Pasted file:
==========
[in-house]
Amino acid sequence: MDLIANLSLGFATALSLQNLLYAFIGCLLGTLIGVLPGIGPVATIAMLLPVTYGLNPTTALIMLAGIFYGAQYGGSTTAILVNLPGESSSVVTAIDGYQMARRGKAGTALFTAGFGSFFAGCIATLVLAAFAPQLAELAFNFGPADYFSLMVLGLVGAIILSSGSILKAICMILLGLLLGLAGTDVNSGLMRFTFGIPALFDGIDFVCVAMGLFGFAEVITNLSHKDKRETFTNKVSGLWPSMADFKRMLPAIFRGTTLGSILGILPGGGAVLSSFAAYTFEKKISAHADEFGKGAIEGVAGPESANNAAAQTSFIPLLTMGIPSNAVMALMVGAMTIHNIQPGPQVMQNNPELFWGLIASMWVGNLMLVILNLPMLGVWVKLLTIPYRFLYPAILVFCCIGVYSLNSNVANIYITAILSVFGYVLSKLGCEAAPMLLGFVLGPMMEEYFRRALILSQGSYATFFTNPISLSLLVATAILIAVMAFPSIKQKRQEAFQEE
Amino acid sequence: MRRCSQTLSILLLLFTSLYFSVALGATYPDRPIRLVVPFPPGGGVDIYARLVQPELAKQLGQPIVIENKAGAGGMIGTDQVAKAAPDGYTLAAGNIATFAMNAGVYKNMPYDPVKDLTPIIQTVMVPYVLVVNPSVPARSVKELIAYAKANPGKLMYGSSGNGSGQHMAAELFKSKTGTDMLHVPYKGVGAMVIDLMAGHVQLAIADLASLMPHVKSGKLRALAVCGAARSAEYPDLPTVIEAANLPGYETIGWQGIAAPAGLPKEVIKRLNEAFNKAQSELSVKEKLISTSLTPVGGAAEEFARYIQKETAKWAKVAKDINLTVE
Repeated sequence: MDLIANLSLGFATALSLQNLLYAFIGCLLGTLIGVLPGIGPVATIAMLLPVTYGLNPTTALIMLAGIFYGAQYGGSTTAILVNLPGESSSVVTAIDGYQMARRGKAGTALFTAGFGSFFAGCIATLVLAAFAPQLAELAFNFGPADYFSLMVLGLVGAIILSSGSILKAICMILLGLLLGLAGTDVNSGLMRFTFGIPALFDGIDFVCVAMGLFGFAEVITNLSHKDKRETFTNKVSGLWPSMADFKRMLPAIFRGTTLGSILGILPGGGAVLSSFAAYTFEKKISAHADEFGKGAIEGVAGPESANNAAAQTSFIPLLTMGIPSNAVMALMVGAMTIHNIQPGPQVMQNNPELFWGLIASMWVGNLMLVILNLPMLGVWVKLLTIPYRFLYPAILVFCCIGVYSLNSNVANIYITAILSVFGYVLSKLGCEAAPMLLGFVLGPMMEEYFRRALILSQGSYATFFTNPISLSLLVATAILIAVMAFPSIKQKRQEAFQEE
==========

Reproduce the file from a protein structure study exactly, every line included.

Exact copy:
[in-house]
Amino acid sequence: MDLIANLSLGFATALSLQNLLYAFIGCLLGTLIGVLPGIGPVATIAMLLPVTYGLNPTTALIMLAGIFYGAQYGGSTTAILVNLPGESSSVVTAIDGYQMARRGKAGTALFTAGFGSFFAGCIATLVLAAFAPQLAELAFNFGPADYFSLMVLGLVGAIILSSGSILKAICMILLGLLLGLAGTDVNSGLMRFTFGIPALFDGIDFVCVAMGLFGFAEVITNLSHKDKRETFTNKVSGLWPSMADFKRMLPAIFRGTTLGSILGILPGGGAVLSSFAAYTFEKKISAHADEFGKGAIEGVAGPESANNAAAQTSFIPLLTMGIPSNAVMALMVGAMTIHNIQPGPQVMQNNPELFWGLIASMWVGNLMLVILNLPMLGVWVKLLTIPYRFLYPAILVFCCIGVYSLNSNVANIYITAILSVFGYVLSKLGCEAAPMLLGFVLGPMMEEYFRRALILSQGSYATFFTNPISLSLLVATAILIAVMAFPSIKQKRQEAFQEE
Amino acid sequence: MRRCSQTLSILLLLFTSLYFSVALGATYPDRPIRLVVPFPPGGGVDIYARLVQPELAKQLGQPIVIENKAGAGGMIGTDQVAKAAPDGYTLAAGNIATFAMNAGVYKNMPYDPVKDLTPIIQTVMVPYVLVVNPSVPARSVKELIAYAKANPGKLMYGSSGNGSGQHMAAELFKSKTGTDMLHVPYKGVGAMVIDLMAGHVQLAIADLASLMPHVKSGKLRALAVCGAARSAEYPDLPTVIEAANLPGYETIGWQGIAAPAGLPKEVIKRLNEAFNKAQSELSVKEKLISTSLTPVGGAAEEFARYIQKETAKWAKVAKDINLTVE
Repeated sequence: MDLIANLSLGFATALSLQNLLYAFIGCLLGTLIGVLPGIGPVATIAMLLPVTYGLNPTTALIMLAGIFYGAQYGGSTTAILVNLPGESSSVVTAIDGYQMARRGKAGTALFTAGFGSFFAGCIATLVLAAFAPQLAELAFNFGPADYFSLMVLGLVGAIILSSGSILKAICMILLGLLLGLAGTDVNSGLMRFTFGIPALFDGIDFVCVAMGLFGFAEVITNLSHKDKRETFTNKVSGLWPSMADFKRMLPAIFRGTTLGSILGILPGGGAVLSSFAAYTFEKKISAHADEFGKGAIEGVAGPESANNAAAQTSFIPLLTMGIPSNAVMALMVGAMTIHNIQPGPQVMQNNPELFWGLIASMWVGNLMLVILNLPMLGVWVKLLTIPYRFLYPAILVFCCIGVYSLNSNVANIYITAILSVFGYVLSKLGCEAAPMLLGFVLGPMMEEYFRRALILSQGSYATFFTNPISLSLLVATAILIAVMAFPSIKQKRQEAFQEE